Sunday, July 27
The day dawned clear and bright. Breakfast was a festive occasion this morning with friends who had stayed overnight. Suzanne cooked pancakes with the huckleberries that she and Richard had picked on their way up the day before. They had packed in butter and maple syrup to top it off. The pancakes tasted so good that we all ate way too many!
When we were all sitting around talking in the lookout last evening, Richard had casually drawled “Don’t ya think you should call in that smoke over there?” With a look of shock on my face, I jumped up to look where he was pointing…….until I realized that he was yanking my chain. Richard entertained us with stories about clearing the Baptiste helispot 49 years ago during his first season with the Forest Service. Later that summer, he and some other guys who were stationed at Betty Creek decided to hike up to Baptiste Lookout after dark with only one headlamp. They slept a few hours in the lookout and hiked back down to go to work at 8am. This story reminded us about how crazy we were as young people.
This morning, we had a debate about the name Baptiste. While Suzanne and Bill thought that Baptiste was the name of Sacajawea’s husband, Richard and I insisted that it was the name of her baby. When we looked it up on the Internet, the former high school history teachers (Richard and I) won the debate. As a big fan of Native American history, I liked the idea that the mountain was named for Sacajawea’s son.
Suzanne wanted to follow me through every step of preparing the morning weather report. She clicked pictures during the entire process including when I was reporting the weather over the radio at 10:00.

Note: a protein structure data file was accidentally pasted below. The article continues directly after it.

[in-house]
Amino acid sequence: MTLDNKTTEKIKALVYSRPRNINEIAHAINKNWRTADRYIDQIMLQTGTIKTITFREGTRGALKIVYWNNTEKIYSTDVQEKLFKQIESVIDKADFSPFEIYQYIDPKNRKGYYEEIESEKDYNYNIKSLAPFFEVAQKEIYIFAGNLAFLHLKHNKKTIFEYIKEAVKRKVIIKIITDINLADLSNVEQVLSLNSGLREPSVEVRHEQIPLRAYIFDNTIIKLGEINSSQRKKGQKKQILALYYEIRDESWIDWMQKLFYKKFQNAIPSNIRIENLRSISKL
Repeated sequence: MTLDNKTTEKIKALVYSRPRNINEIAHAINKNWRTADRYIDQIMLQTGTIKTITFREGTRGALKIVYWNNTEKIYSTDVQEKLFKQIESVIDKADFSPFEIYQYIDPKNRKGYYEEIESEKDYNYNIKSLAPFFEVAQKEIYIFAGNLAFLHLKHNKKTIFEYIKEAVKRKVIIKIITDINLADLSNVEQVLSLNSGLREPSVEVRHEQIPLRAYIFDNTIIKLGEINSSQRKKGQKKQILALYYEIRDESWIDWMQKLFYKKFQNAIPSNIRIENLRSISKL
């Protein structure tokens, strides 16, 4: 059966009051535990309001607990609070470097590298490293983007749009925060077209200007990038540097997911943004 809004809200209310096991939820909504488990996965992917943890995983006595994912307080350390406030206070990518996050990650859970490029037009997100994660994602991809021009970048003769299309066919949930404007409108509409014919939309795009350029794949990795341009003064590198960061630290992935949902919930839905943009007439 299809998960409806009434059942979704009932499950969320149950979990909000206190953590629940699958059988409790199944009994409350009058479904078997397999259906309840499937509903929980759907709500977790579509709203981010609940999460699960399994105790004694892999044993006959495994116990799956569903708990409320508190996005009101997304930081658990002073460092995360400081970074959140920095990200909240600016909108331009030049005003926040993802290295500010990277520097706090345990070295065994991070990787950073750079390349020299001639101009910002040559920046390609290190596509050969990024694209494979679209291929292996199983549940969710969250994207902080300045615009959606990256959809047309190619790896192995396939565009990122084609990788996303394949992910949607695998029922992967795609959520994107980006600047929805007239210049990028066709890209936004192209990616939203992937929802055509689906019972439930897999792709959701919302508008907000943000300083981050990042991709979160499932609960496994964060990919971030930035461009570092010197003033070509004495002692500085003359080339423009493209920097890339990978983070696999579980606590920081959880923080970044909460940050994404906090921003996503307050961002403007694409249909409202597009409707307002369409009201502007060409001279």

When everyone got packed up to hike out, I was sorry to see them go. They had filled my lookout with happiness and laughter and stories. There was much to do after they left because we had used almost every dish, utensil, and pot to cook and eat our dinner and breakfast! After the chores were finished, I settled back into my solitude.
The solitude did not last. In mid-afternoon, two hikers made it to the lookout and they shared the story of Baptiste. According to them, Baptiste was a French mountain man who lived in this area in a small log cabin in the late 1800’s. He discovered enough gold to go back to France and live it up for awhile. When his money was gone, he returned to his cabin and died of starvation one winter. His gravesite is marked on many Forest Service maps as “Baptiste Grave” and the mountain bears his name. Many have tried to find the place where Baptiste found gold, but no one has.
I was expecting a pack string in late evening bringing building materials for roof repairs. Rich, the packer, had called earlier to tell me that he was bringing family members along and asked if they could tour the lookout. Six pack mules and six mules and horses carrying riders showed up around 9pm. While Rich unloaded tools and materials, I invited two mothers and three children into the lookout. They were very excited about being in a real lookout and asked many questions. The group would be camping below in Silver Basin.
As the setting sun painted the sky with every shade of red possible, they left me to get back to their camp before dark. I was once again left in solitude and quiet in my glass lookout on top of the world.